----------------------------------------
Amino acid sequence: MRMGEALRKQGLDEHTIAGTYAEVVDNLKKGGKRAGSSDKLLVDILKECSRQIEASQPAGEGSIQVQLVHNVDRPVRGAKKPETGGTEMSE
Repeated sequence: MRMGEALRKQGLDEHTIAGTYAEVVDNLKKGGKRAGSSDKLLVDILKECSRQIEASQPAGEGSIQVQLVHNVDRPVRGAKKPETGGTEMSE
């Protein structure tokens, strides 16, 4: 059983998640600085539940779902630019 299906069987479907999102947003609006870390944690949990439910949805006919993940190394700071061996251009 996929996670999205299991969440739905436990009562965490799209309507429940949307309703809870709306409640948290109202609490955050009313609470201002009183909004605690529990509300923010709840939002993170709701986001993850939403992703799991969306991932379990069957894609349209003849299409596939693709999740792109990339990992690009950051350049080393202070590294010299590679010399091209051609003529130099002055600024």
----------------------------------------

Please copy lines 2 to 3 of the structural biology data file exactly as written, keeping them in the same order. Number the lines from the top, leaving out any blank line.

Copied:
Repeated sequence: MRMGEALRKQGLDEHTIAGTYAEVVDNLKKGGKRAGSSDKLLVDILKECSRQIEASQPAGEGSIQVQLVHNVDRPVRGAKKPETGGTEMSE
């Protein structure tokens, strides 16, 4: 059983998640600085539940779902630019 299906069987479907999102947003609006870390944690949990439910949805006919993940190394700071061996251009 996929996670999205299991969440739905436990009562965490799209309507429940949307309703809870709306409640948290109202609490955050009313609470201002009183909004605690529990509300923010709840939002993170709701986001993850939403992703799991969306991932379990069957894609349209003849299409596939693709999740792109990339990992690009950051350049080393202070590294010299590679010399091209051609003529130099002055600024």